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Bromance Keeps Men and Marriages Healthy

New data suggests the secret to keeping the spark alive in a relationship might merely be letting boys be boys.

| October 18th, 2011
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A new study out of the Sociology Department at Cornell University has shown that men need time to hang with their buddies and it isn’t just for their physical and mental health—it’s time well spent for their partners too.

While it’s easy to fall into the trap of sharing friends by socializing as a couple, data analyzed from the National Social Life, Health and Aging Project—a 2005 survey of 3,005 Americans ages 57 to 85, has shed light on the importance of men having their own close personal friends. And the benefits don’t just last through their poker game! 

According to the study, about a quarter of men experience “partner betweenness” and that these men are 92 percent more likely to report erectile dysfunction.

Within that 92 percent, baby boomers (ages 57-64) showed over double the likelihood of erectile dysfunction if they cited their wives or girlfriends as the primary link to the people they call their pals. 

COLUMN: Sneaky Health Issues that Mess with Your Sex Life, by Dr. Oz & Dr. Roizen

As the study points out, this “partner betweenness,” or the social phenomenon where the woman in the relationship has more contact with the people the man considers his confidants, can prove to be toxic to his masculinity because “his relational autonomy, privacy, and control are constrained.”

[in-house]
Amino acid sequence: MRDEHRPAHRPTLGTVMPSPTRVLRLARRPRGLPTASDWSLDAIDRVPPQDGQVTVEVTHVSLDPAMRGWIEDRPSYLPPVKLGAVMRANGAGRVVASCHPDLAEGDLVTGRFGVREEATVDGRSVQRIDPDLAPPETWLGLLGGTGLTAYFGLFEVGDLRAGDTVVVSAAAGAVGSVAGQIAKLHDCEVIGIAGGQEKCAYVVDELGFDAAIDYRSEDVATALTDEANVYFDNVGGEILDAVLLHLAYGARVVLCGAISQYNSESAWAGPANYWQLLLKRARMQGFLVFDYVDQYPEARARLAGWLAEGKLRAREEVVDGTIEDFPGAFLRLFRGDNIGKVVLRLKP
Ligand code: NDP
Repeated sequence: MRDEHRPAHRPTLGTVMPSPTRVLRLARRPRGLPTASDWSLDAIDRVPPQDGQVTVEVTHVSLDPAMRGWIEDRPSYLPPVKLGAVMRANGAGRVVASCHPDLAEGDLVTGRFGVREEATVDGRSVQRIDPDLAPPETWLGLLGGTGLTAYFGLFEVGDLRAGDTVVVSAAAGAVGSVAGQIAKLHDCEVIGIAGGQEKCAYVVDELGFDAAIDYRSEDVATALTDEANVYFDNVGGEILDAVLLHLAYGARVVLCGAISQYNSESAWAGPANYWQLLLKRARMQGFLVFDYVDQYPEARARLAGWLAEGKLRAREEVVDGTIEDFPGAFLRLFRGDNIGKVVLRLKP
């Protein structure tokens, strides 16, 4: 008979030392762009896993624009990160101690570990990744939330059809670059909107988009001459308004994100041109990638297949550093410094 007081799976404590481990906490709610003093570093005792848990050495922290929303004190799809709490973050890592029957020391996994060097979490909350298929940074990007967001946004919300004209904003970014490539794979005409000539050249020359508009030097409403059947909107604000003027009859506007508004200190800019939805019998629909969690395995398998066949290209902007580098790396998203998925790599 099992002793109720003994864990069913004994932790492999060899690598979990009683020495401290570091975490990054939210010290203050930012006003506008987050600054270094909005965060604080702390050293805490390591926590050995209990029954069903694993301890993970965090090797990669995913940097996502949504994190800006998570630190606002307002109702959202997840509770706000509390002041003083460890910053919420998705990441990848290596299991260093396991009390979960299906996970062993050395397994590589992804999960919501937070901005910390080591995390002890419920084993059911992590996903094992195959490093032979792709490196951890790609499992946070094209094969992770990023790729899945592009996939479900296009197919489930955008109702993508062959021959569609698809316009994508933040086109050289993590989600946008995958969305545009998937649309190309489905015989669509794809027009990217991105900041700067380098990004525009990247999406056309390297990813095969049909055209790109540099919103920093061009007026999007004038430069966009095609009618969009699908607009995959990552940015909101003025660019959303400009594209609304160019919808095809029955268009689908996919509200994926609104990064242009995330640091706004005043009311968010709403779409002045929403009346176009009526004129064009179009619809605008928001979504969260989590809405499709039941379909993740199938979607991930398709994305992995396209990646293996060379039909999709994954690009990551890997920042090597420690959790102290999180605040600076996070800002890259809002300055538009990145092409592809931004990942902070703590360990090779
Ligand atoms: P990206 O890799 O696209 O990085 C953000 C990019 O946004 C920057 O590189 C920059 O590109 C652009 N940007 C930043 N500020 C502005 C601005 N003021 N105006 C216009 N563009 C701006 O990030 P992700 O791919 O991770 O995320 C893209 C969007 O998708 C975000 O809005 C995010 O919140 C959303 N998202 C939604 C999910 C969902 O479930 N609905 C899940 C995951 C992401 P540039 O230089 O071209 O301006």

The solution seems simple: men must cultivate relationships with their own confidants. “The important thing is that he can let it all hang out and know that what he says isn’t going to get straight back to his wife,” study co-author Professor Edward Laumann from the University Of Chicago  told The Daily Mail.

YouBeauty Relationship Expert Dave Sbarra, Ph.D. points out that women don’t seem to fall into the same dependence trap as men because they generally tend to be better at maintaining a network of friends separate from their spouse. 

So, whether he plays a round of golf or busts out the Xbox with his buddies, Sbarra suggests to partners that “encouraging men to [cultivate social relationships] is a good thing.”

Especially in light of the data on the social and sexual repercussions, everyone should be able to vent about what’s on their mind from work, to politics, to the bummer that is the NBA Lockout­—seriously, what are those guys thinking?! We hope Carmelo Anthony’s best friend knows. 

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